2 – 3 months after quitting: your circulation improves and your lung function increases.

 1 – 9 months after quitting: coughing and shortness of breath decrease; cilia (tiny hair-like
structures that move mucus out of the lungs) regain normal function in the lungs, increasing the
ability to handle mucus, clean the lungs, and reduce the risk of infection.

 1 year after quitting: the excess risk of coronary heart disease is half that of a smoker’s.

 5 years after quitting: your stroke risk is reduced to that of a nonsmoker 5 to 15 years after
quitting.

 10 years after quitting: the lung cancer death rate is about half that of a continuing smoker’s;
the risk of cancer of the mouth, throat, esophagus, bladder, cervix, and pancreas decrease.

 15 years after quitting: the risk of coronary heart disease is that of a nonsmoker’s.

These are just a few of the benefits of quitting smoking for good.  Quitting smoking lowers your
risk of diabetes, lets blood vessels work better, and helps your heart and lungs.

Life expectancy for smokers is at least 10 years shorter than that of non-smokers.  Quitting
smoking before the age of 40 reduces the risk of dying from smoking-related disease by about
90%.

Quitting while you're younger will reduce your health risks more, but quitting at any age can give
back years of life that would be lost by continuing to smoke.



Are spit tobacco and snuff safe alternatives to cigarette smoking?
There are many terms used to describe spit tobacco, such as oral, smokeless, chewing, and
snuff tobacco. The use of spit tobacco by any name is a significant health risk, and it is not a
safe substitute for smoking cigarettes. The amount of nicotine absorbed is usually more than the
amount delivered by a cigarette. Overall, people who dip or chew receive about the same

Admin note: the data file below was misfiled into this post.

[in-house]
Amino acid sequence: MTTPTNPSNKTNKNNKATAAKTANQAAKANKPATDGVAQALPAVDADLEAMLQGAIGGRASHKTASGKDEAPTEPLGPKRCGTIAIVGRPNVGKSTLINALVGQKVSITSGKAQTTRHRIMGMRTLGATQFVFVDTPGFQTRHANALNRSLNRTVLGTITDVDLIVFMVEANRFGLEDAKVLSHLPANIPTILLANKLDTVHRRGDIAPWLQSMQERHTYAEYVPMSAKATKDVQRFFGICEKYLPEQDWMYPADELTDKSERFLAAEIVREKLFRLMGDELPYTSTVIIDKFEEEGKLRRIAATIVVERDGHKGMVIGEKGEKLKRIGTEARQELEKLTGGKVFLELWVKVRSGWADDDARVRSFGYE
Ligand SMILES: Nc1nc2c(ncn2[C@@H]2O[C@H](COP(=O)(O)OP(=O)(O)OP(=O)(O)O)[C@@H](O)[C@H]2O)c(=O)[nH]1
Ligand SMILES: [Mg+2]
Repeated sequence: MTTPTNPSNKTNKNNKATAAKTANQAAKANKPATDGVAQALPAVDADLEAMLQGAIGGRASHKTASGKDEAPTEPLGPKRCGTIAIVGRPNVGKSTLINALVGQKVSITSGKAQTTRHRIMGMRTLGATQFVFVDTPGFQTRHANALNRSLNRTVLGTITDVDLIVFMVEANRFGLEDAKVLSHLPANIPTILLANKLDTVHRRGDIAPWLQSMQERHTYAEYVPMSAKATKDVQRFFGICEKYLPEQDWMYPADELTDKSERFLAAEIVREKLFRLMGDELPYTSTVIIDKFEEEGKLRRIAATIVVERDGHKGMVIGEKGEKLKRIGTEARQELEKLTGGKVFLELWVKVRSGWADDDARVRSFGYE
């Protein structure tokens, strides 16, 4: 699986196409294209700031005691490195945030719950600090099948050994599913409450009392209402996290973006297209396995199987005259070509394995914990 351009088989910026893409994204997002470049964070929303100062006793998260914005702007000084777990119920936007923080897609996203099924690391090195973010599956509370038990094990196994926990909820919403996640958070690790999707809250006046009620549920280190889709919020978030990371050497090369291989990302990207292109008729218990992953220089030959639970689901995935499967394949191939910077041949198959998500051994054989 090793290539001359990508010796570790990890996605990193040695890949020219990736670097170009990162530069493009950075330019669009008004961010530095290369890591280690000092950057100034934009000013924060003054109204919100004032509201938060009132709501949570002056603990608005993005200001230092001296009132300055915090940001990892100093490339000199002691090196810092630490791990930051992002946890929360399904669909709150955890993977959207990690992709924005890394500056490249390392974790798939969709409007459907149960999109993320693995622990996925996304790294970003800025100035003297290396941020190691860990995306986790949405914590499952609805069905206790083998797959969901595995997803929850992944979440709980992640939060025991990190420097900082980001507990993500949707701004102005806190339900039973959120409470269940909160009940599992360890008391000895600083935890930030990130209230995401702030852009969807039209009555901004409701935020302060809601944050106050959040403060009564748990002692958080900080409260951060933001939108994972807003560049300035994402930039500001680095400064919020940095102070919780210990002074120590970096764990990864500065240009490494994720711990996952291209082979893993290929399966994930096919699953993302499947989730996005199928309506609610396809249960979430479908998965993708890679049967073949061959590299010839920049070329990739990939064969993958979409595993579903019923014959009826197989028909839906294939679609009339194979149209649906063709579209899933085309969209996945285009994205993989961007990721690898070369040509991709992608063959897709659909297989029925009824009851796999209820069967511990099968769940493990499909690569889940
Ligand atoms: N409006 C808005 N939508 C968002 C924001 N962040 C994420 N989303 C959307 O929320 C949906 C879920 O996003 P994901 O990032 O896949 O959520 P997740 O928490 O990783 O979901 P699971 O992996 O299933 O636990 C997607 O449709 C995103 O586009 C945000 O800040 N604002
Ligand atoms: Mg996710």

amount of nicotine as regular smokers. The most harmful cancer-causing substances in spit
tobacco are tobacco-specific nitrosamines (TSNAs), which have been found at levels 100 times
higher than the nitrosamines that are allowed in bacon, beer, and other foods.

The juice from the smokeless tobacco is absorbed directly through the lining of the mouth. This
creates sores and white patches (called leukoplakia) that often lead to cancer of the mouth.

Spit tobacco users greatly increase their risk of other cancers including those of the pharynx
(throat). Other effects of spit tobacco use include chronic bad breath, stained teeth and fillings,
gum disease, tooth decay, tooth loss, tooth abrasion, and loss of bone in the jaw. Users may
also have problems with high blood pressure and be at increased risk for heart disease.


What are the health risks of smoking pipes or cigars?
Many people view cigar smoking as more “civilized” and “glamorous,” as well as less dangerous
than cigarette smoking. Yet a single large cigar can contain as much tobacco as an entire pack
of cigarettes.

Most of the same cancer-causing substances found in cigarettes are found in cigars. Most cigars
have as much nicotine as several cigarettes. When cigar smokers inhale, nicotine is absorbed
as rapidly as it is with cigarettes. For those who do not inhale, it is absorbed more slowly through
the lining of the mouth. Both inhaled and non-inhaled nicotine are highly addictive.


Where can I go for help?
It is hard to stop smoking. Bur if you are a tobacco use, you can quit! More than 46 million
Americans have quit smoking for good. Email the
Health Educator at the Marion County Health
Department for more information, or call the Illinois Tobacco Quitline at 1 (866) QUIT-YES.